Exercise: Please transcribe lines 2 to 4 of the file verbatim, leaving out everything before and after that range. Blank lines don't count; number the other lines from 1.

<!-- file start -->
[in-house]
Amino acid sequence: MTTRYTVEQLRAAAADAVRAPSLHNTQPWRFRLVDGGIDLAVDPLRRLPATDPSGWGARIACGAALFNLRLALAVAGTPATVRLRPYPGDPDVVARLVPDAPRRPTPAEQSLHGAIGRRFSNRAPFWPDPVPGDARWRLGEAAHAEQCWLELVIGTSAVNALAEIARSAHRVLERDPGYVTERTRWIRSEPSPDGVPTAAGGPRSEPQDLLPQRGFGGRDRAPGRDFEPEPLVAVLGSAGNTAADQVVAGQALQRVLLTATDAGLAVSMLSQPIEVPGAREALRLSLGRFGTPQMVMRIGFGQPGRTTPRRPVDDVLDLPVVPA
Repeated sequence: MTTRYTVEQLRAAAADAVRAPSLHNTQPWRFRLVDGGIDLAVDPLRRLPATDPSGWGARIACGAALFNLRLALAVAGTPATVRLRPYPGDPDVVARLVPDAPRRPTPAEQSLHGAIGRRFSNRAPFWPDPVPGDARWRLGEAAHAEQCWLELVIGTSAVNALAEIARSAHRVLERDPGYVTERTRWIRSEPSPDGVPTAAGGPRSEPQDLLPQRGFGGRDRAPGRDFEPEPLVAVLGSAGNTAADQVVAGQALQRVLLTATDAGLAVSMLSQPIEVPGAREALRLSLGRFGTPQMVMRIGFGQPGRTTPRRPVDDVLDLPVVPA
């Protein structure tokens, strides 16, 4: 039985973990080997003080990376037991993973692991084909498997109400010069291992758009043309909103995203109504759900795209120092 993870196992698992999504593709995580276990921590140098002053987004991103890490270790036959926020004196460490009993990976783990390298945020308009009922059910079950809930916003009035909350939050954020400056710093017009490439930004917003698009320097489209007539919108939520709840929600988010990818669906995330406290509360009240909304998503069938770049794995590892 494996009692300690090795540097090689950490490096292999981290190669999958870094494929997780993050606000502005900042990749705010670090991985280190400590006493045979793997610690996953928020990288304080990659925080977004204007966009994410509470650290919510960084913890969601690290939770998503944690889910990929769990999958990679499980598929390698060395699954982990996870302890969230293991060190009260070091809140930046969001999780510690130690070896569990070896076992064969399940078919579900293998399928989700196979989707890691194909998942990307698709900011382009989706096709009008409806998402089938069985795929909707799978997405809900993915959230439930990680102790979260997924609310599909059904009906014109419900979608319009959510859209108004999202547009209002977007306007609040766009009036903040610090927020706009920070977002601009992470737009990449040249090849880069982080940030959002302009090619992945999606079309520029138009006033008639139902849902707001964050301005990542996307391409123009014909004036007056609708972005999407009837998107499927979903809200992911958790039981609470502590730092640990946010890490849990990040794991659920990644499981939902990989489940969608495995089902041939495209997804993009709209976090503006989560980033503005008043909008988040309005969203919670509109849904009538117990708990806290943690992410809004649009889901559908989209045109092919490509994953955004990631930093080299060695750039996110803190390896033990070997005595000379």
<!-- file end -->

Amino acid sequence: MTTRYTVEQLRAAAADAVRAPSLHNTQPWRFRLVDGGIDLAVDPLRRLPATDPSGWGARIACGAALFNLRLALAVAGTPATVRLRPYPGDPDVVARLVPDAPRRPTPAEQSLHGAIGRRFSNRAPFWPDPVPGDARWRLGEAAHAEQCWLELVIGTSAVNALAEIARSAHRVLERDPGYVTERTRWIRSEPSPDGVPTAAGGPRSEPQDLLPQRGFGGRDRAPGRDFEPEPLVAVLGSAGNTAADQVVAGQALQRVLLTATDAGLAVSMLSQPIEVPGAREALRLSLGRFGTPQMVMRIGFGQPGRTTPRRPVDDVLDLPVVPA
Repeated sequence: MTTRYTVEQLRAAAADAVRAPSLHNTQPWRFRLVDGGIDLAVDPLRRLPATDPSGWGARIACGAALFNLRLALAVAGTPATVRLRPYPGDPDVVARLVPDAPRRPTPAEQSLHGAIGRRFSNRAPFWPDPVPGDARWRLGEAAHAEQCWLELVIGTSAVNALAEIARSAHRVLERDPGYVTERTRWIRSEPSPDGVPTAAGGPRSEPQDLLPQRGFGGRDRAPGRDFEPEPLVAVLGSAGNTAADQVVAGQALQRVLLTATDAGLAVSMLSQPIEVPGAREALRLSLGRFGTPQMVMRIGFGQPGRTTPRRPVDDVLDLPVVPA
């Protein structure tokens, strides 16, 4: 039985973990080997003080990376037991993973692991084909498997109400010069291992758009043309909103995203109504759900795209120092 993870196992698992999504593709995580276990921590140098002053987004991103890490270790036959926020004196460490009993990976783990390298945020308009009922059910079950809930916003009035909350939050954020400056710093017009490439930004917003698009320097489209007539919108939520709840929600988010990818669906995330406290509360009240909304998503069938770049794995590892 494996009692300690090795540097090689950490490096292999981290190669999958870094494929997780993050606000502005900042990749705010670090991985280190400590006493045979793997610690996953928020990288304080990659925080977004204007966009994410509470650290919510960084913890969601690290939770998503944690889910990929769990999958990679499980598929390698060395699954982990996870302890969230293991060190009260070091809140930046969001999780510690130690070896569990070896076992064969399940078919579900293998399928989700196979989707890691194909998942990307698709900011382009989706096709009008409806998402089938069985795929909707799978997405809900993915959230439930990680102790979260997924609310599909059904009906014109419900979608319009959510859209108004999202547009209002977007306007609040766009009036903040610090927020706009920070977002601009992470737009990449040249090849880069982080940030959002302009090619992945999606079309520029138009006033008639139902849902707001964050301005990542996307391409123009014909004036007056609708972005999407009837998107499927979903809200992911958790039981609470502590730092640990946010890490849990990040794991659920990644499981939902990989489940969608495995089902041939495209997804993009709209976090503006989560980033503005008043909008988040309005969203919670509109849904009538117990708990806290943690992410809004649009889901559908989209045109092919490509994953955004990631930093080299060695750039996110803190390896033990070997005595000379």